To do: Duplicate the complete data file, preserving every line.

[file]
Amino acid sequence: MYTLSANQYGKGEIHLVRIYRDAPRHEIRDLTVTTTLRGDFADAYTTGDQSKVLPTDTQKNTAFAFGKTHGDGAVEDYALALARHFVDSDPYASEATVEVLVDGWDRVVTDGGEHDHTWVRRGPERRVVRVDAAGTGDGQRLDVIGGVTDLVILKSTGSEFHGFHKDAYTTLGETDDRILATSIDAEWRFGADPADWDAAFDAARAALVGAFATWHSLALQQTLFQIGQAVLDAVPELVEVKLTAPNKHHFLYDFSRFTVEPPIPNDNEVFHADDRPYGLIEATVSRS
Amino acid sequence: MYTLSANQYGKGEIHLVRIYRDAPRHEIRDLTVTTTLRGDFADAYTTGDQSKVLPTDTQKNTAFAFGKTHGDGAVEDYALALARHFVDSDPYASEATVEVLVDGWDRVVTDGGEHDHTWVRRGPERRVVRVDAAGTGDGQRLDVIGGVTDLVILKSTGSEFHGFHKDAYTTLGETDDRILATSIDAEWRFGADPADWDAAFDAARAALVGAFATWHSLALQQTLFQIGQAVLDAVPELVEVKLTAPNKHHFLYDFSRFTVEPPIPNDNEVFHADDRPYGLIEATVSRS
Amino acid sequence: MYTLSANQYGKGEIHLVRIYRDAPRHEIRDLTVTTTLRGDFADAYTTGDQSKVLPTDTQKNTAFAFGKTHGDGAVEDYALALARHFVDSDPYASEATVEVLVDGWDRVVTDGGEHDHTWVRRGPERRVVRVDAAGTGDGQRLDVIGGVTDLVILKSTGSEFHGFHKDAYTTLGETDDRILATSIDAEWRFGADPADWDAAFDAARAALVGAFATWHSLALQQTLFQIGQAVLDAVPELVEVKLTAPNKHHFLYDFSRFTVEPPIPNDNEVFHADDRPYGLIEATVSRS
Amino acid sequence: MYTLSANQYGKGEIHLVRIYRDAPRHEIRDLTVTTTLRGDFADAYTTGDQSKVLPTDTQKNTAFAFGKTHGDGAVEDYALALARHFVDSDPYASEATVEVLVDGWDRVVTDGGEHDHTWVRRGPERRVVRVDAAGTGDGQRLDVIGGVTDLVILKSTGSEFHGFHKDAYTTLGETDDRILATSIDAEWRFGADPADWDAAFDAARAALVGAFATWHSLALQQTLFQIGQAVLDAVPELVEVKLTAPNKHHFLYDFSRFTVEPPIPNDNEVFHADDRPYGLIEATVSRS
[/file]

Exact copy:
Amino acid sequence: MYTLSANQYGKGEIHLVRIYRDAPRHEIRDLTVTTTLRGDFADAYTTGDQSKVLPTDTQKNTAFAFGKTHGDGAVEDYALALARHFVDSDPYASEATVEVLVDGWDRVVTDGGEHDHTWVRRGPERRVVRVDAAGTGDGQRLDVIGGVTDLVILKSTGSEFHGFHKDAYTTLGETDDRILATSIDAEWRFGADPADWDAAFDAARAALVGAFATWHSLALQQTLFQIGQAVLDAVPELVEVKLTAPNKHHFLYDFSRFTVEPPIPNDNEVFHADDRPYGLIEATVSRS
Amino acid sequence: MYTLSANQYGKGEIHLVRIYRDAPRHEIRDLTVTTTLRGDFADAYTTGDQSKVLPTDTQKNTAFAFGKTHGDGAVEDYALALARHFVDSDPYASEATVEVLVDGWDRVVTDGGEHDHTWVRRGPERRVVRVDAAGTGDGQRLDVIGGVTDLVILKSTGSEFHGFHKDAYTTLGETDDRILATSIDAEWRFGADPADWDAAFDAARAALVGAFATWHSLALQQTLFQIGQAVLDAVPELVEVKLTAPNKHHFLYDFSRFTVEPPIPNDNEVFHADDRPYGLIEATVSRS
Amino acid sequence: MYTLSANQYGKGEIHLVRIYRDAPRHEIRDLTVTTTLRGDFADAYTTGDQSKVLPTDTQKNTAFAFGKTHGDGAVEDYALALARHFVDSDPYASEATVEVLVDGWDRVVTDGGEHDHTWVRRGPERRVVRVDAAGTGDGQRLDVIGGVTDLVILKSTGSEFHGFHKDAYTTLGETDDRILATSIDAEWRFGADPADWDAAFDAARAALVGAFATWHSLALQQTLFQIGQAVLDAVPELVEVKLTAPNKHHFLYDFSRFTVEPPIPNDNEVFHADDRPYGLIEATVSRS
Amino acid sequence: MYTLSANQYGKGEIHLVRIYRDAPRHEIRDLTVTTTLRGDFADAYTTGDQSKVLPTDTQKNTAFAFGKTHGDGAVEDYALALARHFVDSDPYASEATVEVLVDGWDRVVTDGGEHDHTWVRRGPERRVVRVDAAGTGDGQRLDVIGGVTDLVILKSTGSEFHGFHKDAYTTLGETDDRILATSIDAEWRFGADPADWDAAFDAARAALVGAFATWHSLALQQTLFQIGQAVLDAVPELVEVKLTAPNKHHFLYDFSRFTVEPPIPNDNEVFHADDRPYGLIEATVSRS